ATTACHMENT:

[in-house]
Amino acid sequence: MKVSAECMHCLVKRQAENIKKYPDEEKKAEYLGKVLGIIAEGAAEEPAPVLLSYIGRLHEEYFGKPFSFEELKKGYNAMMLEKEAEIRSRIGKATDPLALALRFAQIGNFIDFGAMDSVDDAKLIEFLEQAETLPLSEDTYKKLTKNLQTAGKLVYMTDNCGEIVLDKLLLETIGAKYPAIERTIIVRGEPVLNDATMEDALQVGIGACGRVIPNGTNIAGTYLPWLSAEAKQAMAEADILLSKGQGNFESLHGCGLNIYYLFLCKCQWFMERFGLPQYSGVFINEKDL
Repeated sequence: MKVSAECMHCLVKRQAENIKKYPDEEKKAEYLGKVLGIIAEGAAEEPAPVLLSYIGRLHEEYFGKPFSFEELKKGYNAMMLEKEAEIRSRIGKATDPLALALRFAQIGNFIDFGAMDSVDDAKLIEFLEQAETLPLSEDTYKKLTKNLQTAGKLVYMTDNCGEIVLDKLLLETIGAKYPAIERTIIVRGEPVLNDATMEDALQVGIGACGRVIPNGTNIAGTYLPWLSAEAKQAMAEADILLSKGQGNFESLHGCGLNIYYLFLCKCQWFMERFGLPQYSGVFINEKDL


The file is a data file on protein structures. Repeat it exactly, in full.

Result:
[in-house]
Amino acid sequence: MKVSAECMHCLVKRQAENIKKYPDEEKKAEYLGKVLGIIAEGAAEEPAPVLLSYIGRLHEEYFGKPFSFEELKKGYNAMMLEKEAEIRSRIGKATDPLALALRFAQIGNFIDFGAMDSVDDAKLIEFLEQAETLPLSEDTYKKLTKNLQTAGKLVYMTDNCGEIVLDKLLLETIGAKYPAIERTIIVRGEPVLNDATMEDALQVGIGACGRVIPNGTNIAGTYLPWLSAEAKQAMAEADILLSKGQGNFESLHGCGLNIYYLFLCKCQWFMERFGLPQYSGVFINEKDL
Repeated sequence: MKVSAECMHCLVKRQAENIKKYPDEEKKAEYLGKVLGIIAEGAAEEPAPVLLSYIGRLHEEYFGKPFSFEELKKGYNAMMLEKEAEIRSRIGKATDPLALALRFAQIGNFIDFGAMDSVDDAKLIEFLEQAETLPLSEDTYKKLTKNLQTAGKLVYMTDNCGEIVLDKLLLETIGAKYPAIERTIIVRGEPVLNDATMEDALQVGIGACGRVIPNGTNIAGTYLPWLSAEAKQAMAEADILLSKGQGNFESLHGCGLNIYYLFLCKCQWFMERFGLPQYSGVFINEKDL